Using Technology to Promote Literacy in Students with Disabilities



Data provided by the National Center for Educational Statistics

Students with disabilities may have physical and/or mental impairments which can make it more difficult for them to learn to read and write. Most often these students require accommodations or modifications to the learning curriculum in order to be successful. Today, general education teachers are seeing more and more students with IEP's in their classrooms than ever before. General education teachers are lacking the training needed to successfully teach these students, making it frustrating for both the teacher and the student. Struggles with literacy is something that almost all students with disabilities are faced with. Technology can greatly improve the literacy outcomes of these students, if used properly. This course is designed to make teachers aware of technology available to them, that can help their students develop a command of literacy.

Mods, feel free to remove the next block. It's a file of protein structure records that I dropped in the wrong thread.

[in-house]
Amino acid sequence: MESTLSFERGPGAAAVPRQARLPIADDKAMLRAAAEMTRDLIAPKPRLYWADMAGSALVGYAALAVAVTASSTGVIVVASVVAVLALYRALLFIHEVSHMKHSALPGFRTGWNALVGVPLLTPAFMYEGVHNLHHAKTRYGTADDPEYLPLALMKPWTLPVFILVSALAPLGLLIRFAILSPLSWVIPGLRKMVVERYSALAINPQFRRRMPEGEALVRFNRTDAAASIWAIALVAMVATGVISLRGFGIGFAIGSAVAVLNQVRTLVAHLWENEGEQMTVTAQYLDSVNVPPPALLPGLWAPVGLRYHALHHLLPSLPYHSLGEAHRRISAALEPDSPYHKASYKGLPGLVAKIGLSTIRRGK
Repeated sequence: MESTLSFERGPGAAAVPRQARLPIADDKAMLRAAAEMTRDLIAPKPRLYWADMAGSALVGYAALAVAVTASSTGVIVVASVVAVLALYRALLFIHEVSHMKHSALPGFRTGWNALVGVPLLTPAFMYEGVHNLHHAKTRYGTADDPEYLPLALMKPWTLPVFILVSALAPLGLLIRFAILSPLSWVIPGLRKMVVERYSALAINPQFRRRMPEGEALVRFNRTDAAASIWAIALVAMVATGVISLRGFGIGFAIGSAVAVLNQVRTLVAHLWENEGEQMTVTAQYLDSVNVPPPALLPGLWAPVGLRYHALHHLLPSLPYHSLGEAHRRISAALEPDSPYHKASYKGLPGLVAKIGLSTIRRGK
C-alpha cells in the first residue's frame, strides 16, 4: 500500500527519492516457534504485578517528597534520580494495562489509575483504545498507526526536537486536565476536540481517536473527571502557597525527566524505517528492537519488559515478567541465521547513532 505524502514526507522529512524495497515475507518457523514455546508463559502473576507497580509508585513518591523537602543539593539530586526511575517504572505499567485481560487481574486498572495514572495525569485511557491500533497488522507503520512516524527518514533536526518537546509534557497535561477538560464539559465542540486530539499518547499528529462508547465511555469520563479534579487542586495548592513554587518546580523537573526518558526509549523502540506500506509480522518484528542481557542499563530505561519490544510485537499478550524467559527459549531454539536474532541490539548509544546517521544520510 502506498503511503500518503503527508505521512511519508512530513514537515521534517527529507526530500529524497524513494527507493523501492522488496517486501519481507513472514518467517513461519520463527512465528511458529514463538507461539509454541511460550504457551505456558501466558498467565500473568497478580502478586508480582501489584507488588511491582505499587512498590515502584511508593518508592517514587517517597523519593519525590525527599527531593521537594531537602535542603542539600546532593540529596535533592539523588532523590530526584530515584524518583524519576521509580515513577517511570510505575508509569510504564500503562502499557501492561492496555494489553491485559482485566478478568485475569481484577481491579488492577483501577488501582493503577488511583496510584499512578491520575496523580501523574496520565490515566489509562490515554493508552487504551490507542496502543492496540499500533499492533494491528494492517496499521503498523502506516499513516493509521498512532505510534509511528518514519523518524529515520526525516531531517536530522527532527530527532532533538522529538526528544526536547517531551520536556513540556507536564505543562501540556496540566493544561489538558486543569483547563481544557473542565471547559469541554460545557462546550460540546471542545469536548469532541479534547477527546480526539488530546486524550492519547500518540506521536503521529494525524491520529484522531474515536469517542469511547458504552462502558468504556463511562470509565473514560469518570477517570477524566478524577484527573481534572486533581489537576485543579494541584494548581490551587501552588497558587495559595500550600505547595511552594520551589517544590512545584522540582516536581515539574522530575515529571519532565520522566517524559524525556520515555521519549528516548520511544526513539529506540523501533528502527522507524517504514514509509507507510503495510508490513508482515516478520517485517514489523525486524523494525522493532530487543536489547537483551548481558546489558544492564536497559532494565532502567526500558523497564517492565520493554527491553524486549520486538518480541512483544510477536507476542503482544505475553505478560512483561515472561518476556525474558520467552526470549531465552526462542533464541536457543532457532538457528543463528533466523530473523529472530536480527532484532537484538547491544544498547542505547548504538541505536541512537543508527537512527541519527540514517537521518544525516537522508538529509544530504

The image to the right (click the image to make it larger) shows the percentage distribution of children and youth ages 3-21 served under the Individuals with Disabilities Education Act (IDEA), by disability type for the 2009-2010 school year.

Note: Three disability categories (deaf-blindness, traumatic brain injury, and visual impairments) are not represented in this chart. This is because they account for less than 1 percent of children served under IDEA.

UNIT 1: Balanced Literacy

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  • Teacher students will be able to describe a balanced literacy approach to teaching
  • Teacher students will be able to explain the importance of a balanced literacy program
  • Teacher students will develop an appreciation for balanced literacy